Early history of Mediterranean-Atlantic exchange; new insights from IODP Expedition 339

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Author(s): Piller, Werner E.; Grunert, Patrick; Garcia-Gallardo, A.; van der Schee, M.; Auer, Gerald; Balestra, B.; Jiménez-Espejo, Francisco J.; Richter, C.; Alvarez Zarikian, Carlos A.; Röhl, U.; Flores, J. A.; Sierro, Francisco J.
Author Affiliation(s): Primary:
Universität Graz, Institute of Earth Sciences, Graz, Austria
Universidad de Salamanca, Spain
University of California at Santa Cruz, United States
Japan Agency for Marine-Earth Science and Technology, Japan
University of Louisiana at Lafayette, United States
Texas A&M University, United States
Universität Bremen, Germany
Volume Title: 35th international geological congress; abstracts
Source: International Geological Congress [International Geological Congress, Abstracts = Congrès Géologique International, Résumés, Vol.35; 35th international geological congress, Cape Town, South Africa, Aug. 27-Sept. 4, 2016. Publisher:], [location varies], International CODEN: IGABBY
Note: In English. 1 refs.
Summary: Mediterranean Outflow Water (MOW) is a considerable source of heat and salt for today's North Atlantic and contributes to maintaining the Atlantic meridional overturning circulation (AMOC). There is evidence that MOW intensity varied on glacial/interglacial and stadial/interstadial timescales in the past, and that phases of MOW intensification potentially preconditioned the thermohaline circulation for its interglacial mode in the late Pleistocene (Rogerson et al., 2011; Bahr et al, 2014). Until recently, however, efforts towards a better understanding of MOW behavior through time and potential climatic feedback mechanisms between MOW, the African Monsoon, AMOC, and eustatic sea-level fluctuations have been impeded by the limitation of available sample material largely to the uppermost Pleistocene and Holocene. In 2011/12, IODP Expedition 339 drilled several sites in the Gulf of Cadiz and off the western Iberian Margin, recovering a total of 4.5 km of Pliocene to Holocene contouritic deposits of MOW (Hernandez-Molina et al. [1]). In this paper, we present new findings on early MOW history from IODP Sites U1387 and U1389, specifically its onset after the Messinian Salinity Crisis and its behavior at the transition from the late Pliocene warmhouse to early Pleistocene icehouse climate. New micropalaeontological and geochemical records suggest that IODP Site U1387 is affected by Mediterranean water shortly after the opening of the Gibraltar Strait and before the onset of contourite drift deposition, representing the first signs of the Mediterranean-Atlantic exchange. At IODP Site U1389, cyclic patterns are recognized in the CaCO3 and TOC contents as well as Ca/Ti- and Zr/Al-ratios of upper Pliocene and lower Pleistocene sediments. A preliminary cyclostratigraphic analysis of these records in well-recovered intervals suggests an interplay of obliquity and precessional forcing on the depositional environment. A significant change from deposits strongly influenced by terrestrial input to deposits strongly affected by MOW occurs at ∼2.8-2.6 Myrs, coinciding with the onset of Northern Hemisphere Glaciation. This study contributes to project P25831-N29 of the Austrian Science Fund (FWF) and is financially supported by grants of ECORD and the Max Kade Foundation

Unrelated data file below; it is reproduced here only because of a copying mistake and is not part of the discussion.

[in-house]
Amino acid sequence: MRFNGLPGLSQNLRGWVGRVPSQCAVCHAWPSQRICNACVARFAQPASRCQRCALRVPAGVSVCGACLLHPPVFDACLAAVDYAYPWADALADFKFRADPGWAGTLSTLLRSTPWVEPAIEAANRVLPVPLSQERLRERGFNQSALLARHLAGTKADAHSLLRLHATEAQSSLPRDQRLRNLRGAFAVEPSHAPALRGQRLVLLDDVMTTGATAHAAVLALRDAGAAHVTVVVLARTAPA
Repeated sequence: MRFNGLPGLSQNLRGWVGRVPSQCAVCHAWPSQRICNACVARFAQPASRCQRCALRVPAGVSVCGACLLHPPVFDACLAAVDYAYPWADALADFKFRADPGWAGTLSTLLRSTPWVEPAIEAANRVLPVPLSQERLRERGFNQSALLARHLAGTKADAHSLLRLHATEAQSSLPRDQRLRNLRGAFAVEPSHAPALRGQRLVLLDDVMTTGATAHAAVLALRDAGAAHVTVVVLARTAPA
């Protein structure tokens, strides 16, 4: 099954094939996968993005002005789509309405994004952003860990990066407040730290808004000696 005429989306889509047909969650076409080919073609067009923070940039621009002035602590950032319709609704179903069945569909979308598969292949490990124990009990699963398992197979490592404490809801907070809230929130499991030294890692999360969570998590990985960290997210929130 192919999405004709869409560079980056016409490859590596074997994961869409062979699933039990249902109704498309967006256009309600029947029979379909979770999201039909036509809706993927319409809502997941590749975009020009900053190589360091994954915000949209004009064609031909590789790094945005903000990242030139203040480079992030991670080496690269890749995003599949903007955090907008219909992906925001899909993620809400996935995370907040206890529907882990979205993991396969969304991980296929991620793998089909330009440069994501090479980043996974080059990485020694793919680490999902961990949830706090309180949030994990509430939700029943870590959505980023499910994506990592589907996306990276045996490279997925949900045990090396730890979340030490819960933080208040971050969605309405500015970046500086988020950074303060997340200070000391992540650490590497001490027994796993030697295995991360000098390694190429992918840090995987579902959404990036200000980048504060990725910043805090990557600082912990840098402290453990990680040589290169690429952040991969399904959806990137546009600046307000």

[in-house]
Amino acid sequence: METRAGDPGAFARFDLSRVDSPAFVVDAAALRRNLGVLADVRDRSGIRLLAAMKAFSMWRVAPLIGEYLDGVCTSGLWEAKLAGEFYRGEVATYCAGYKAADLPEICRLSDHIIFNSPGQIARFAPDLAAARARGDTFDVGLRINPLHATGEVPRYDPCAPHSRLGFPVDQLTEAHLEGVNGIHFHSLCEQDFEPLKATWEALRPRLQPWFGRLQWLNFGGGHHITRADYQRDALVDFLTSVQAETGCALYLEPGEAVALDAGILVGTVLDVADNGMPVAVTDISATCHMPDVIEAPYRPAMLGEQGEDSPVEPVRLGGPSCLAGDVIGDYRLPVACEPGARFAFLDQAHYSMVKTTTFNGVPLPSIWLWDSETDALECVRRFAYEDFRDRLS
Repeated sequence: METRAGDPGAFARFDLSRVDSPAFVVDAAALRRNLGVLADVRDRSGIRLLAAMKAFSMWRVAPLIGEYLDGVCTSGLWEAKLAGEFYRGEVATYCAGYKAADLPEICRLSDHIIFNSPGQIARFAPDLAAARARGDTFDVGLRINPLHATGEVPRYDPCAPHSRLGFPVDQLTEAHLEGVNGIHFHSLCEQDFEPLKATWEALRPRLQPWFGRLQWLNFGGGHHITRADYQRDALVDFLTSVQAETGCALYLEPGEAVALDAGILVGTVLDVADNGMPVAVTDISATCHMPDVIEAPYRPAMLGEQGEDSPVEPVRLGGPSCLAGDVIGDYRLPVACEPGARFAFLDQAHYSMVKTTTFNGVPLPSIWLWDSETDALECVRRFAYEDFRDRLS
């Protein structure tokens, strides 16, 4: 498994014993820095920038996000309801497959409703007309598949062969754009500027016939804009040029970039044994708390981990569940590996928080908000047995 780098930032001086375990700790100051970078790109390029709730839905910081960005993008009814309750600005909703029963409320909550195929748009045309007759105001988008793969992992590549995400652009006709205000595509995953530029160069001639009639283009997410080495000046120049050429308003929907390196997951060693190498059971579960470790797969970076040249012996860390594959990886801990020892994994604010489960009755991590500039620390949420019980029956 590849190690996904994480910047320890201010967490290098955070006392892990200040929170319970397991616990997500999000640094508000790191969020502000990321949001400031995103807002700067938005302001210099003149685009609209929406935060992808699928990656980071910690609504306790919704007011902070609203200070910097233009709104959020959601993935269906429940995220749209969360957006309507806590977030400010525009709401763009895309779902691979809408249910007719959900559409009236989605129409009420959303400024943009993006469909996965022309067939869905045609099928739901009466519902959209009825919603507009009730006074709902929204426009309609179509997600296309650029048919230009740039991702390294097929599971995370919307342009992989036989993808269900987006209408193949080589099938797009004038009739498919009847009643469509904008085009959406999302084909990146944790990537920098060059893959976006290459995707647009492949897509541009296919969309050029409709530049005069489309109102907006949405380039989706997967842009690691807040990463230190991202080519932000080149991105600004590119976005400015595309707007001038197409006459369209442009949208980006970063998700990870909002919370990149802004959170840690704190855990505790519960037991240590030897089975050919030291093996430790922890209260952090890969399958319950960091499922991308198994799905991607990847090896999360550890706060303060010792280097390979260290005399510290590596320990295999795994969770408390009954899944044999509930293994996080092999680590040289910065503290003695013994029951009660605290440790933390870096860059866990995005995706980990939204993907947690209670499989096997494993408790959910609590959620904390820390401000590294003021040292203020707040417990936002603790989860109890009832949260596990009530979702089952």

Year of Publication: 2016
Research Program: IODP Integrated Ocean Drilling Program
Key Words: 12 Stratigraphy, Historical Geology and Paleoecology; Atlantic Meridional Overturning Circulation; Atlantic Ocean; Cenozoic; Expedition 339; Geochemistry; Gulf of Cadiz; Holocene; IODP Site U1387; IODP Site U1389; Integrated Ocean Drilling Program; Mediterranean Outflow Water; Mediterranean Sea; Neogene; North Atlantic; Paleo-oceanography; Paleocurrents; Pliocene; Quaternary; Tertiary; Thermohaline circulation
Coordinates: N361605 N373418 W0064700 W0100735
Record ID: 2017051026
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